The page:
Welcome to the wonderful world of character encodings. :) If you're unfamiliar with them (things like "ASCII", "UTF-8", "Unicode", all that jazz), the fast and short of it is: what some computers see as being a ー, others see as '. If two computers aren't using the same encoding, text can get jumbled when moving information from one to the other. (This is a ...


4

I think that in elementary school stroke type (at least はねる) is definitely regarded an important part of learning kanji. For instance, the kanji 竹 is a first-year character and the hook on the last stroke is an important part. I think that most elementary schools would take marks off (i.e. not ◯ but △) for omitting the hook in a test. (The hook is even ...


10

The Chinese part The answer to this question ultimately goes back into the Chinese from whence these characters originally came. ​1. Is there some logic (possibly stemming from the Chinese use of these characters) behind the readings being so similar? The on'yomi come from Chinese. Both 売 (selling) and 買 (buying) are simply two sides of the same ...


3

It's more obvious when you're looking at the non-simplified character for 売, 賣; the thing on top is 出 originally, which makes sense, but later reduced to 士. So, 賣/売 is indeed derived from 買. Related, you can typically get to an etymology of Chinese characters just by typing them into Google by their lonesome.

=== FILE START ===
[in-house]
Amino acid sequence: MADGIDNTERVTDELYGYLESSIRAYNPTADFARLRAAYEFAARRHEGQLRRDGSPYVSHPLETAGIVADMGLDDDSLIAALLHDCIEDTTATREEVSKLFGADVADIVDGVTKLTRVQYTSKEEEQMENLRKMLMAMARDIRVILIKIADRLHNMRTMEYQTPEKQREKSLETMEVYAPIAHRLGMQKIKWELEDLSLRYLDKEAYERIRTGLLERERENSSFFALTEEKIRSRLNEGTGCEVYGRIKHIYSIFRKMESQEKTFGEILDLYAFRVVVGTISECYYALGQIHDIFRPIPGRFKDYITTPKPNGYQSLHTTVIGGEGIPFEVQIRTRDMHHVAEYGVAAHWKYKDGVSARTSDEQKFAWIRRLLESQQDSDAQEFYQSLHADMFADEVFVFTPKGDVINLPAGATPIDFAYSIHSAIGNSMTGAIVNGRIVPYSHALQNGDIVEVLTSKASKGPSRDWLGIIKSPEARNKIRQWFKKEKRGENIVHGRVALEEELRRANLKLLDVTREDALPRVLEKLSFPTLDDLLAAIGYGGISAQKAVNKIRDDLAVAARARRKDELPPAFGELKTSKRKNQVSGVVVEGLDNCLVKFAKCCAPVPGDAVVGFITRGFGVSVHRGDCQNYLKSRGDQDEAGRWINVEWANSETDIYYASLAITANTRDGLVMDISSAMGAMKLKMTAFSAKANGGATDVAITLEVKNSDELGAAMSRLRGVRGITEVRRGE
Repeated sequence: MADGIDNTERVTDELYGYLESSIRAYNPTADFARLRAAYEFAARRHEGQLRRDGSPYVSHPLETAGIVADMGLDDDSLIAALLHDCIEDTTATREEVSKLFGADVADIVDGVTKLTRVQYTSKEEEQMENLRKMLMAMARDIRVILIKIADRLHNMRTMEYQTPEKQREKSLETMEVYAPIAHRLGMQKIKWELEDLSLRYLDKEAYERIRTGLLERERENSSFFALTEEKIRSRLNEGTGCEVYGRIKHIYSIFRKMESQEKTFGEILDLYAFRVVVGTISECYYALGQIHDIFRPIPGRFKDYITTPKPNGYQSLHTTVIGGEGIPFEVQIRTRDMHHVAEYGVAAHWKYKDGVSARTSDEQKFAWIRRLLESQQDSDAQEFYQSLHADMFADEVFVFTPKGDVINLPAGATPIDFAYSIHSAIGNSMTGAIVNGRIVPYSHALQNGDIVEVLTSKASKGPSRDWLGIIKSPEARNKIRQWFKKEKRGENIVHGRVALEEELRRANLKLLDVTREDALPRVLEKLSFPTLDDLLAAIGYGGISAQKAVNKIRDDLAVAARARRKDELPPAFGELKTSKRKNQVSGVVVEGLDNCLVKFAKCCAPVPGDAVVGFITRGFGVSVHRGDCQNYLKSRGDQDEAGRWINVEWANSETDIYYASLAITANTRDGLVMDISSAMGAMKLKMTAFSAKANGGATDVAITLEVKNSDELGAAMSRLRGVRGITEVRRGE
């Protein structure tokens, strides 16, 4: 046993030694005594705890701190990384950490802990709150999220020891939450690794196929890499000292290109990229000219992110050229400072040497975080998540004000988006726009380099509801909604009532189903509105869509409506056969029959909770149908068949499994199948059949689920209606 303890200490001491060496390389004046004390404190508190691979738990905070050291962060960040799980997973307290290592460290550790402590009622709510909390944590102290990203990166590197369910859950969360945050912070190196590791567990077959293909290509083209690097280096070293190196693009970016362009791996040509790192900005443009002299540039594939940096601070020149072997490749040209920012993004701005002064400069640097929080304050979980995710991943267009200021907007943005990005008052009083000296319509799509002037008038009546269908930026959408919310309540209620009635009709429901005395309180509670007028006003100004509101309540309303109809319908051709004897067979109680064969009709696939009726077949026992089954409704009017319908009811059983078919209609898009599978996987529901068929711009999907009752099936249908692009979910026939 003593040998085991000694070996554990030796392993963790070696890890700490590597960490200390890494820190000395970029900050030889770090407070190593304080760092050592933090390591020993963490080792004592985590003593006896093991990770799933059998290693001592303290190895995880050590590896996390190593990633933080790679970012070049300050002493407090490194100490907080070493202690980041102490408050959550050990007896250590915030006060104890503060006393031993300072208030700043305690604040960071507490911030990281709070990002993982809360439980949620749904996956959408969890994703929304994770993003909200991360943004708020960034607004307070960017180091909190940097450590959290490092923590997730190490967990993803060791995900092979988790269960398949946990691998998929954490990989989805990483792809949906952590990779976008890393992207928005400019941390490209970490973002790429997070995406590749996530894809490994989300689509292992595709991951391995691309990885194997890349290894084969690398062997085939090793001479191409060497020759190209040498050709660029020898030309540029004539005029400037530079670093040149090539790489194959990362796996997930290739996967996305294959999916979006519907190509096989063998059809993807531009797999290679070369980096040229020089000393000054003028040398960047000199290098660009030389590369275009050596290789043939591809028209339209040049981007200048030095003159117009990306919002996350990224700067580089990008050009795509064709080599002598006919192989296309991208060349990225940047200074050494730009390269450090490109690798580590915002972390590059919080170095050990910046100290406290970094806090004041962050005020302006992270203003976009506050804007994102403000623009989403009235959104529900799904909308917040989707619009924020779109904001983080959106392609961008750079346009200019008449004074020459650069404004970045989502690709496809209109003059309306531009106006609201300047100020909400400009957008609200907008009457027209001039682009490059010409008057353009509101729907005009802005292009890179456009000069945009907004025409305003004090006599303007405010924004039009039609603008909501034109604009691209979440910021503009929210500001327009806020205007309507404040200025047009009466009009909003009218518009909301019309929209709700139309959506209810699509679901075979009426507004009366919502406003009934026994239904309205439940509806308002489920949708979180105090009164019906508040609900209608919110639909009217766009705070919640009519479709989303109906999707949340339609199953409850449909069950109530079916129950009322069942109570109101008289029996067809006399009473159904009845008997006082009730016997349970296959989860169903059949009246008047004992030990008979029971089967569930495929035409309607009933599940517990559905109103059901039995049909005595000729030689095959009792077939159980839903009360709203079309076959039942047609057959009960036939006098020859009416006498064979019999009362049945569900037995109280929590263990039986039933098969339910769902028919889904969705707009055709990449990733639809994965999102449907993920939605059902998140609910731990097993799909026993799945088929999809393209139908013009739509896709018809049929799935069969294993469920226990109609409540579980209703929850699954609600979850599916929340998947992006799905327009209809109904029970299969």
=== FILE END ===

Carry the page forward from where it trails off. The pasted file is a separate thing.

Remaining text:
4

Most of the time, kanji are used to write words or parts of words—prefixes, suffixes, and so on. To know which reading is appropriate, you have to know the relevant Japanese words or parts of words. For example, look at the following:  にほんじん  'Japanese person/people' アメリカじん  'American(s)' がいこくじん  'foreigner(s)' Here, we have a suffix じん ...


2

Both strategies have their place, depending on which set of readings you're studying at a given time. 音読み When you're studying 音読み【おんよみ】(the Chinese-derived readings), it's best to learn the sound first, and then learn a couple of words that use it with each reading so that you can get a sense of when it's used. To use your 人 example, learn that it's ...


1

Here's what I see: (A)箱根の山は → OK (B)天下の岐 → 天下の𡸴 (C)・谷間ヲ・ならず → [函谷]{かん・こく}[関]{かん}も?ならず (D)万丈の山干・の谷 → 万丈の山干(looks like ⺅+刃)の谷 (E)前に・びえ → 前にそびえ (F)雲りえに友ら → しりえに友? ??? (G)雲は山・めぐり → 雲は山をめぐり (H)霧は谷そとざす → OK (I)昼なそ暗さ → 昼なを暗き (J)杉の並木 → OK (K)着物の小径は → [羊腸]{よう・ちょう}の小径は (L)莟・らか → 莟[滑]{な}らか (M)一天関に当るや → 一夫関に当るや (N)万天ヲ・くな・ → 万夫も開くなし (O)天下に・する → 天下に[旅]{たび}する (P)剛毅のヲののふ ...


5

This is a famous song 箱根八里【はこねはちり】 by Rentaro Taki. (English translation) http://ja.wikipedia.org/wiki/%E7%AE%B1%E6%A0%B9%E5%85%AB%E9%87%8C This song was written before 現代仮名遣い was introduced, and its original lyrics are full of kanjis which even native Japanese (including myself) can't read any more. It seems your umbrella has simplified some of the ...


8

It looks like 印象 to me.​​​​​​​​​​​​​​​​​​​​​


5

The form of 花 with a gap in the radical making it 4 strokes instead of 3 is called the 旧字体 (old character form) and the one that is used most of the time these days is called 新字体. Neither is correct or sloppy, they're just two different ways of writing the same character. This is related to the fact that characters in general have been simplified in ...